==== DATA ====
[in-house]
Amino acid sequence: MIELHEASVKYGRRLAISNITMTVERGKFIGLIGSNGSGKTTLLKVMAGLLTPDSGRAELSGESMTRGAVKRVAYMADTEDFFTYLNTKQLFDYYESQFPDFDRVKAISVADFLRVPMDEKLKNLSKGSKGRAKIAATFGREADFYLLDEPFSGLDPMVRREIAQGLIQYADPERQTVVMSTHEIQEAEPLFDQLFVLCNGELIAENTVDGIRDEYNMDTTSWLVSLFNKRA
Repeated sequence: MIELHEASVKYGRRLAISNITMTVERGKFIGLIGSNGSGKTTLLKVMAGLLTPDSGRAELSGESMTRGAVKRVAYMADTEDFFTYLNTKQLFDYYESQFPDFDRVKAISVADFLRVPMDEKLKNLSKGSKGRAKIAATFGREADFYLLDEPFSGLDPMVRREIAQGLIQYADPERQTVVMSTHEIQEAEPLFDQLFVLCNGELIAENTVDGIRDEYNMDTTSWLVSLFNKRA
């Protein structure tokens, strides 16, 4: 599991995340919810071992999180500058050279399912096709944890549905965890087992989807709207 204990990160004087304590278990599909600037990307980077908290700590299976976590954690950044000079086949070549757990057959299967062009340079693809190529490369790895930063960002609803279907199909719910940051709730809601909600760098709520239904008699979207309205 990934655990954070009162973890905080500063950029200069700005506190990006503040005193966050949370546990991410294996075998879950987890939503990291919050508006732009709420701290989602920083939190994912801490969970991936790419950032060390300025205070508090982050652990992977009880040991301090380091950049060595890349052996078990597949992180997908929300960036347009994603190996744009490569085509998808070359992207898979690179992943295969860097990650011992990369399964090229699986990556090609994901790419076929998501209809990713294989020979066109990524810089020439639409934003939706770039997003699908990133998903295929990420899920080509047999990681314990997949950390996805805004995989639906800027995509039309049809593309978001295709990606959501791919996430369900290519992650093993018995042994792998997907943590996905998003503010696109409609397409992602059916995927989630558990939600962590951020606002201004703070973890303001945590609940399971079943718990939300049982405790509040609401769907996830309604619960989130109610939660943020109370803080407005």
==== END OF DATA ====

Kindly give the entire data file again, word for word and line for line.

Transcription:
[in-house]
Amino acid sequence: MIELHEASVKYGRRLAISNITMTVERGKFIGLIGSNGSGKTTLLKVMAGLLTPDSGRAELSGESMTRGAVKRVAYMADTEDFFTYLNTKQLFDYYESQFPDFDRVKAISVADFLRVPMDEKLKNLSKGSKGRAKIAATFGREADFYLLDEPFSGLDPMVRREIAQGLIQYADPERQTVVMSTHEIQEAEPLFDQLFVLCNGELIAENTVDGIRDEYNMDTTSWLVSLFNKRA
Repeated sequence: MIELHEASVKYGRRLAISNITMTVERGKFIGLIGSNGSGKTTLLKVMAGLLTPDSGRAELSGESMTRGAVKRVAYMADTEDFFTYLNTKQLFDYYESQFPDFDRVKAISVADFLRVPMDEKLKNLSKGSKGRAKIAATFGREADFYLLDEPFSGLDPMVRREIAQGLIQYADPERQTVVMSTHEIQEAEPLFDQLFVLCNGELIAENTVDGIRDEYNMDTTSWLVSLFNKRA
């Protein structure tokens, strides 16, 4: 599991995340919810071992999180500058050279399912096709944890549905965890087992989807709207 204990990160004087304590278990599909600037990307980077908290700590299976976590954690950044000079086949070549757990057959299967062009340079693809190529490369790895930063960002609803279907199909719910940051709730809601909600760098709520239904008699979207309205 990934655990954070009162973890905080500063950029200069700005506190990006503040005193966050949370546990991410294996075998879950987890939503990291919050508006732009709420701290989602920083939190994912801490969970991936790419950032060390300025205070508090982050652990992977009880040991301090380091950049060595890349052996078990597949992180997908929300960036347009994603190996744009490569085509998808070359992207898979690179992943295969860097990650011992990369399964090229699986990556090609994901790419076929998501209809990713294989020979066109990524810089020439639409934003939706770039997003699908990133998903295929990420899920080509047999990681314990997949950390996805805004995989639906800027995509039309049809593309978001295709990606959501791919996430369900290519992650093993018995042994792998997907943590996905998003503010696109409609397409992602059916995927989630558990939600962590951020606002201004703070973890303001945590609940399971079943718990939300049982405790509040609401769907996830309604619960989130109610939660943020109370803080407005």